9. ECB Liquidity Recourse to the Deposit Facility – The ECB Liquidity Recourse to the Deposit Facility measures banks’ overnight deposits with the ECB.  Taken in conjunction with excess reserves, the ECB deposit facility measures excess liquidity in the Euro banking system.  An increase in this metric shows that banks are borrowing from the ECB.  In other words, the deposit facility measures one element of the ECB response to the crisis.  

 

MONDAY MORNING RISK MONITOR: FRANCE CDS RISE ON ELECTION RESULTS - ECB Liquidity

 

10. Markit MCDX Index Monitor – The Markit MCDX is a measure of municipal credit default swaps. We believe this index is a useful indicator of pressure in state and local governments. Markit publishes index values daily on six 5-year tenor baskets including 50 reference entities each. Each basket includes a diversified pool of revenue and GO bonds from a broad array of states. We track the 16-V1. Last week spreads widened, ending the week at 150.8 bps versus 146.8 bps the prior week.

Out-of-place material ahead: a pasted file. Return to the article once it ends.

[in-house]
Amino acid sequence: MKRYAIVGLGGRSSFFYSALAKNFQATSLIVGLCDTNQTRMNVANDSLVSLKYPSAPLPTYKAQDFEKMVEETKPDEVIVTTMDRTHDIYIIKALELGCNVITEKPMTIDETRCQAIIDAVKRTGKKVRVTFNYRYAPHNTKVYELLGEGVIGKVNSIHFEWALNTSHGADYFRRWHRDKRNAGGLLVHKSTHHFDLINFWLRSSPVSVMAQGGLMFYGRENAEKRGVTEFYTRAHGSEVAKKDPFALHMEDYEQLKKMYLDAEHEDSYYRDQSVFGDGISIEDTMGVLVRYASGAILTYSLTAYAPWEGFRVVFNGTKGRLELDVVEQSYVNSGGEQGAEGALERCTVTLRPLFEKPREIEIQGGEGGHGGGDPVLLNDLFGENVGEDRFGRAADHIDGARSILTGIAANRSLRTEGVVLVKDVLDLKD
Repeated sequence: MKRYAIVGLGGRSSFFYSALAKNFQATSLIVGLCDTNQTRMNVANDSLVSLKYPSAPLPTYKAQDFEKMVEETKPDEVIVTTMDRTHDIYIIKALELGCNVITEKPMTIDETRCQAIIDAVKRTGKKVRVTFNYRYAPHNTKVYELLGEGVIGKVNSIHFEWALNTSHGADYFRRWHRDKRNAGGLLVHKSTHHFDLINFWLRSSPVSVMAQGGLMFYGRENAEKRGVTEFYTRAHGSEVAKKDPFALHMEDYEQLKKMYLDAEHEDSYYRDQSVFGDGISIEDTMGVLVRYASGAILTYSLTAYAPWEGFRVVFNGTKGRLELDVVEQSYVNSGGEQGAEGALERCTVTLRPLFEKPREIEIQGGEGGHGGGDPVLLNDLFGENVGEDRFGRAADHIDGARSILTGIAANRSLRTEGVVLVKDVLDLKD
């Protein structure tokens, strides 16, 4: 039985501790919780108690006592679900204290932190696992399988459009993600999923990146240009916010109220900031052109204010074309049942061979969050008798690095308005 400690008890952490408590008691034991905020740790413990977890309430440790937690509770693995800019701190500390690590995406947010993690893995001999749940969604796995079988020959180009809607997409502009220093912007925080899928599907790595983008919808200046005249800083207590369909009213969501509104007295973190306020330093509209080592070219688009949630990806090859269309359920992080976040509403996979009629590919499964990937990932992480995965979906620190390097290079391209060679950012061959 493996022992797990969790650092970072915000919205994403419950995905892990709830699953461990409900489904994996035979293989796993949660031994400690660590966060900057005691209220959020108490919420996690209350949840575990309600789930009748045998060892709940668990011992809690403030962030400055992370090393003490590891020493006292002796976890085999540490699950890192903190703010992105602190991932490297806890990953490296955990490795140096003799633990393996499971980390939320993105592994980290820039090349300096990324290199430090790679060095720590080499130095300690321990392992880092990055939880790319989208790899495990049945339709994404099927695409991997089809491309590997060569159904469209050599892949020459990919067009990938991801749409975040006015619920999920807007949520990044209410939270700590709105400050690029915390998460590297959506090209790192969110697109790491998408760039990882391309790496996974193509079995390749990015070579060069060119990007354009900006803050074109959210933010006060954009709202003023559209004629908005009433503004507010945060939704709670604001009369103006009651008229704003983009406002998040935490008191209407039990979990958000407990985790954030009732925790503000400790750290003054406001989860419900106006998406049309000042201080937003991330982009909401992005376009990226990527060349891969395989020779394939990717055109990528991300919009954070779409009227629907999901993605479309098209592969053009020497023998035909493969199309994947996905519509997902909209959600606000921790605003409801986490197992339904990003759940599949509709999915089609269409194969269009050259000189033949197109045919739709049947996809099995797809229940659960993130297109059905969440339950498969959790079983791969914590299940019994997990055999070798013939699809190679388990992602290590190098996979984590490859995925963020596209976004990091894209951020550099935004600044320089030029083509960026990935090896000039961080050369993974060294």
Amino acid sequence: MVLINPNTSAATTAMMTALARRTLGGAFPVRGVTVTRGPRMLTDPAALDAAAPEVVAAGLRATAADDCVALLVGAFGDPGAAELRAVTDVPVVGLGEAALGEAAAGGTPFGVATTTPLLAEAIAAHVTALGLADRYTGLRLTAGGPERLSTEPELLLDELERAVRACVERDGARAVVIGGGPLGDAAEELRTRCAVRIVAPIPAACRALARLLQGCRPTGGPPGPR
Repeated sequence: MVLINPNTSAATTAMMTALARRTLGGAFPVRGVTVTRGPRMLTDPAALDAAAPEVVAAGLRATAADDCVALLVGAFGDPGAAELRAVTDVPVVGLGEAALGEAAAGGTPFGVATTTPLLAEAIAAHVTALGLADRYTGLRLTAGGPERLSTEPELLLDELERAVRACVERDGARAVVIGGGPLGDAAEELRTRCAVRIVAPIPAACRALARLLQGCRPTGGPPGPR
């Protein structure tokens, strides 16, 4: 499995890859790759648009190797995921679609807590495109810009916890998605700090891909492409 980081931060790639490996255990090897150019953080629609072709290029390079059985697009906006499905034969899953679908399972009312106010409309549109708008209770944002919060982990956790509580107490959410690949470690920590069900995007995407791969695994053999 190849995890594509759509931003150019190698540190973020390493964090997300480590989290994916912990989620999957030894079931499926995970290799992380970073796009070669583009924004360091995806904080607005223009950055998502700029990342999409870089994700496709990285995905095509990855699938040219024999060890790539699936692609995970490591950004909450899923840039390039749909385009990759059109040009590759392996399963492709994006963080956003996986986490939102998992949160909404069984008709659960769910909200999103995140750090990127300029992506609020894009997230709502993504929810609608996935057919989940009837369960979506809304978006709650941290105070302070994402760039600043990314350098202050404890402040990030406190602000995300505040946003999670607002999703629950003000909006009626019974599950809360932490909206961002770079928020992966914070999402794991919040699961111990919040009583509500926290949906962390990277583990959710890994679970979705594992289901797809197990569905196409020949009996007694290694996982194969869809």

MONDAY MORNING RISK MONITOR: FRANCE CDS RISE ON ELECTION RESULTS - MCDX

 

11. Baltic Dry Index – The Baltic Dry Index measures international shipping rates of dry bulk cargo, mostly commodities used for industrial production. Higher demand for such goods, as manifested in higher shipping rates, indicates economic expansion. Last week the index rose 1 point, ending the week at 1157 versus 1156 the prior week.

 

MONDAY MORNING RISK MONITOR: FRANCE CDS RISE ON ELECTION RESULTS - Baltic

 

12. 2-10 Spread – We track the 2-10 spread as an indicator of bank margin pressure.  Last week the 2-10 spread tightened to 162 bps, 5 bps tighter than a week ago.

 

MONDAY MORNING RISK MONITOR: FRANCE CDS RISE ON ELECTION RESULTS - 2 10

 

13. XLF Macro Quantitative Setup – Our Macro team’s quantitative setup in the XLF shows 2.1% upside to TRADE resistance and 1.2% downside to TREND support.

 

MONDAY MORNING RISK MONITOR: FRANCE CDS RISE ON ELECTION RESULTS - XLF

 

Margin Debt - March: +0.91 standard deviations